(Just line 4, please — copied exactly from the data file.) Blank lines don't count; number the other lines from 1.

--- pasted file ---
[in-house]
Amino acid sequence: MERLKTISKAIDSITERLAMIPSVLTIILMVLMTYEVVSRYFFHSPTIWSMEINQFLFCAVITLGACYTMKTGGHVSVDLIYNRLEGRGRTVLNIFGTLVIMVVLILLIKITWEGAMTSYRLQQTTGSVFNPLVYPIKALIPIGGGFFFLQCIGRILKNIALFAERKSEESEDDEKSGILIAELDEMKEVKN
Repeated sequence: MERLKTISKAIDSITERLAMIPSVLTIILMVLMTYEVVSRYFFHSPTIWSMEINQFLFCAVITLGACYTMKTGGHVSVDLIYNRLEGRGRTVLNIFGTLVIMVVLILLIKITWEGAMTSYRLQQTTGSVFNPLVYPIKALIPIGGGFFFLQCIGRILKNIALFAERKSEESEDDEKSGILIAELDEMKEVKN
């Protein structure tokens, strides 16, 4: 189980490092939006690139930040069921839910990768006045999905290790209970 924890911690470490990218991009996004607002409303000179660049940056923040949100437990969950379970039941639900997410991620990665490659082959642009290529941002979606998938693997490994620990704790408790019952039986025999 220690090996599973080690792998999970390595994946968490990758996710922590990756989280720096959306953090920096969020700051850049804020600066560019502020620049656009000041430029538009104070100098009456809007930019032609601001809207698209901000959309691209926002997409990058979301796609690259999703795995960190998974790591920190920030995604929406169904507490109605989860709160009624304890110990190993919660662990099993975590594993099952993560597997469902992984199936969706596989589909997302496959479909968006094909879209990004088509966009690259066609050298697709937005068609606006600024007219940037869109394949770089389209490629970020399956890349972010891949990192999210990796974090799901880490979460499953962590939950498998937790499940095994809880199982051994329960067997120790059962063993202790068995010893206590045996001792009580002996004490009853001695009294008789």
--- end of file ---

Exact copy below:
């Protein structure tokens, strides 16, 4: 189980490092939006690139930040069921839910990768006045999905290790209970 924890911690470490990218991009996004607002409303000179660049940056923040949100437990969950379970039941639900997410991620990665490659082959642009290529941002979606998938693997490994620990704790408790019952039986025999 220690090996599973080690792998999970390595994946968490990758996710922590990756989280720096959306953090920096969020700051850049804020600066560019502020620049656009000041430029538009104070100098009456809007930019032609601001809207698209901000959309691209926002997409990058979301796609690259999703795995960190998974790591920190920030995604929406169904507490109605989860709160009624304890110990190993919660662990099993975590594993099952993560597997469902992984199936969706596989589909997302496959479909968006094909879209990004088509966009690259066609050298697709937005068609606006600024007219940037869109394949770089389209490629970020399956890349972010891949990192999210990796974090799901880490979460499953962590939950498998937790499940095994809880199982051994329960067997120790059962063993202790068995010893206590045996001792009580002996004490009853001695009294008789």